Being a relative newcomer in the village of Alfriston I have enjoyed listening to many stories about the village history, and its past from villagers.
This beautiful village is filled with much wonderful and interesting history dating back to Saxon times. Recently I was delighted to come across a BBC article on the web that had been written by an Alfriston villager named Ronald Levett in 2003 'Alfriston, My life in a country village’ is his story of growing up in Alfriston and how his time was spent during World War II. With November being the month of remembrance, It felt right to share with you some excerpts from his story of growing up here in this idyllic village during a time of War. His story begins by telling us a little about his family and his place of birth.
“This is the story of my life, starting with my earliest recollections in the early thirties. I was born in 1926, the year of the General Strike (nothing to do with me). My mother Emily was the oldest daughter of my grandparents, Fred and Polly Brownell. My father was the second son of the Levett family. I can’t remember any details about my paternal grandparents, but I have a family tree showing the record of the Levett family having lived in Alfriston since 1613, with the male line having lived in or near Alfriston ever since. Alfriston is a medium size village lying at the head of the Cuckmere valley. I was born in a small cottage, which is now a restaurant called “Moonrakers”.
Ronald then goes on to talk about his upbringing and the times he spent as a child enjoying events in the village especially a travelling fair in the 1930’s that visited the village and stories of wonderful air displays that took place on the outskirts of Alfriston, he then goes on to talk about how his family was affected in the early days of war.
“The air raid siren sounded and Stanley came downstairs wearing his gasmask A number of evacuees had arrived from London, mostly from the East End. At home we had four. A brother and sister about my own age arrived named George and Lily, plus another brother and sister a few years younger called Billy and Ivy.
The first night my mother gave the younger pair a bath, which was something new for them (“Do we have to take all our clothes off?”) After they were put to bed my mother went up to check that they were all right and at first, couldn’t find them. She soon discovered them under the bed. They explained that at home, mum and dad slept in the bed and they slept under it. They were soon told that in Sussex we didn’t do that sort of thing”.
After the Dunkirk evacuation the war begun to take on a more serious tone and Ronald goes on to mention about the arrival of the Royal Canadian Artillary into the village and the weapons that were situated around the village. Towards the end of the summer in 1940 Ronald recalls heartfelt tales of bombing and plane crashes.
“Numerous aircraft were shot down in the district, both friend and foe. A Spitfire crashed at Lullington, about 100yds from Lullington Cottages. We all went to have a look. The pilot was badly injured and died in the ambulance on the way to hospital. Mabel Norman and Dr. Terry attended to him The aircraft was gradually being consumed by fire, when there was a popping noise and spurts of flame. We all took cover thinking that it was ammunition exploding, but found that it was Glycol from the radiator that was burning.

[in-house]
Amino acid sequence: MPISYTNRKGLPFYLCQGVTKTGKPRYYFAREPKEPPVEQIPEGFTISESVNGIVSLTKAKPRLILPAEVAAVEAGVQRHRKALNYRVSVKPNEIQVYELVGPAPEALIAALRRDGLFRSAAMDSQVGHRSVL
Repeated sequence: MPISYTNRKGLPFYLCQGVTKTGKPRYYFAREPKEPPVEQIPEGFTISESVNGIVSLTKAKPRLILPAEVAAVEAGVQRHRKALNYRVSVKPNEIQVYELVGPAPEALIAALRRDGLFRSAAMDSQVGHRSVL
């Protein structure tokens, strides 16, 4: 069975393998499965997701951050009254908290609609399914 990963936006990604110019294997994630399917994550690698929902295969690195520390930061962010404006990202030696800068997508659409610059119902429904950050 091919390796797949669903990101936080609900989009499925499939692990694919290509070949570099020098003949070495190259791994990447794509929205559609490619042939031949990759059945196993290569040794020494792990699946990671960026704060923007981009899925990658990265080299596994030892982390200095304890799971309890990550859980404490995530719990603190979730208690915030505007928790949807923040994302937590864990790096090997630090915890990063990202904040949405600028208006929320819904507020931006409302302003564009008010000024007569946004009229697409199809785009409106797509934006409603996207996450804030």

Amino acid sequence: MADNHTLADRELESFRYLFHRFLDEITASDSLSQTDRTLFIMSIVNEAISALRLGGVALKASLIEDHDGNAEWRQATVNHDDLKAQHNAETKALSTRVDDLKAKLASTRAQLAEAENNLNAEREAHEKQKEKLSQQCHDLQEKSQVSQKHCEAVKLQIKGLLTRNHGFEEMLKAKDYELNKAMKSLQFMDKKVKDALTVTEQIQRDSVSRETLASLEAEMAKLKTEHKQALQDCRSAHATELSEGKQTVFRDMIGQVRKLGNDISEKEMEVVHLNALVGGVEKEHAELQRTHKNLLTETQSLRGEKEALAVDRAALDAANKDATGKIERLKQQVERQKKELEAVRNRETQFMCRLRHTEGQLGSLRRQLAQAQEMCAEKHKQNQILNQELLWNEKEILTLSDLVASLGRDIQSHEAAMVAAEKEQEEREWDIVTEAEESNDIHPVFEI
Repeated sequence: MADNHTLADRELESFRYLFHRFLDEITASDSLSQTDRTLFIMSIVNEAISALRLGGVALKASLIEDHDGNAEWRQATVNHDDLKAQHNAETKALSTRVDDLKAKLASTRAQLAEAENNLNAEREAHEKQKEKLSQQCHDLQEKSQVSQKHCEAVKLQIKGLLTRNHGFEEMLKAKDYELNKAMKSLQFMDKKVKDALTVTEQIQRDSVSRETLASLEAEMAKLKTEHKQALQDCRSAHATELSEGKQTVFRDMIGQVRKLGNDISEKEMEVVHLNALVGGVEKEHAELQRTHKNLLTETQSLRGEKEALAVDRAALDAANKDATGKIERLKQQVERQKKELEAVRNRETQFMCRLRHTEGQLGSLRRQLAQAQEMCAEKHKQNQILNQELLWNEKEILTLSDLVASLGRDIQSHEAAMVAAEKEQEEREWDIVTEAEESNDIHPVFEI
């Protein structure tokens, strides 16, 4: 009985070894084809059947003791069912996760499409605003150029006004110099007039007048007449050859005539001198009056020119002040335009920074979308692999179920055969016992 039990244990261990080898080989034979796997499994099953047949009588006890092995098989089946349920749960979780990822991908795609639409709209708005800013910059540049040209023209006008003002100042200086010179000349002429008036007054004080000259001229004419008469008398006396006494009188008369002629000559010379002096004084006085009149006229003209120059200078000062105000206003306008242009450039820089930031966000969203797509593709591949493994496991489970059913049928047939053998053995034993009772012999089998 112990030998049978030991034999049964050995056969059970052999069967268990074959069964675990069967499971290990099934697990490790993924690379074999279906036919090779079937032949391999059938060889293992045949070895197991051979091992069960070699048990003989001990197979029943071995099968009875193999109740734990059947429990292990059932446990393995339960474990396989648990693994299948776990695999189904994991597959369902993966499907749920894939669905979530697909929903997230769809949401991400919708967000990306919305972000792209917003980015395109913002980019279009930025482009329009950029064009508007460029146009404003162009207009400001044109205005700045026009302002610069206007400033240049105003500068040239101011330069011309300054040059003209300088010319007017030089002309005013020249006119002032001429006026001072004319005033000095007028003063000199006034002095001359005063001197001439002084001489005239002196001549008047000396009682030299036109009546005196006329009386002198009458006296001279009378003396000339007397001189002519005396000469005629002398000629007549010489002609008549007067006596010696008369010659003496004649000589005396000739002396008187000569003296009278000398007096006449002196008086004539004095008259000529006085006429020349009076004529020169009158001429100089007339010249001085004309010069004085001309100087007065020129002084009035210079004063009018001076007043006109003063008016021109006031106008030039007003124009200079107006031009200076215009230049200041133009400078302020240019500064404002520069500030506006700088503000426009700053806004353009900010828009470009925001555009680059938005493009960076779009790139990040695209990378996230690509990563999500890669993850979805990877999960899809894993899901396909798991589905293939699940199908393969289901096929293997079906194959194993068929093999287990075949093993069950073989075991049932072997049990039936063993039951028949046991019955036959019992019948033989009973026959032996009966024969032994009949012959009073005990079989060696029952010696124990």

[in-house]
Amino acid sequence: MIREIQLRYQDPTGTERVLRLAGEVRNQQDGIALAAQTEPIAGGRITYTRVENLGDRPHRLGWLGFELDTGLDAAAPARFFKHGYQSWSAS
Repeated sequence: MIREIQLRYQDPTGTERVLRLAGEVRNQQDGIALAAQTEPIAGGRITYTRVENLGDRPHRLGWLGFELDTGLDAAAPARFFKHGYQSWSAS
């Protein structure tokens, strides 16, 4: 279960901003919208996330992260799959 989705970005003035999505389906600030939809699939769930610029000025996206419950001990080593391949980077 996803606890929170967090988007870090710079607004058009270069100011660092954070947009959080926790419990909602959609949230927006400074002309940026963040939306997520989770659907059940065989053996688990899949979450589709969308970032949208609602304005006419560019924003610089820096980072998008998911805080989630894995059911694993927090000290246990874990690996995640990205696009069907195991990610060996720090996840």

One night a Wellington bomber flew up the valley above Lullington and into to hill at the end of the valley. I believe it was foggy at the time. The rear gunner was the only one to survive the crash, but he died in hospital. Another night a Heinkel 111 was heard flying low over the village, then flew on to crash on the hill behind Seaford, near the cemetery. One member of the crew bailed out over Alfriston, his parachute failed to open, and he hit the hill above Cradle Valley. He is buried in Hailsham Cemetery. A Messerschmitt 109 crashed near the brickyard at Berwick Station and buried itself so deeply that it was impossible to recover the plane or the pilot.”
This wonderful story goes on to tell you so much more than the excerpts I have shared with you here, and I urge each one of you to take the time to read it from beginning to end. Reading it for myself has filled me with a huge sense of pride, for the sacrifices that were made by the people of Alfriston and villages, towns and cities around the UK, Commonwealth and allied countries made during both World wars.
Ronald still lives here in the village and I for one will be joining him and many others this Sunday when we will be remembering those that gave their lives.
The Royal British Legion will be gathering at 10.30am in the Square for the Alfriston Remembrance Sunday parade and it will march off at 10:40am to St Andrews Church for a Remembrance Service.
There will also of be an Armistice Day gathering in the square on Tuesday 11th November at 10.50am for the 11am Last post and 2 minutes silence.
“Shoulder to Shoulder with all that serve”
All quotes and information obtained from
Ron Levett was Chairman of the Alfriston and District Royal British Legion. Sadley he passed away on Wednesday 4th Febriary 2015.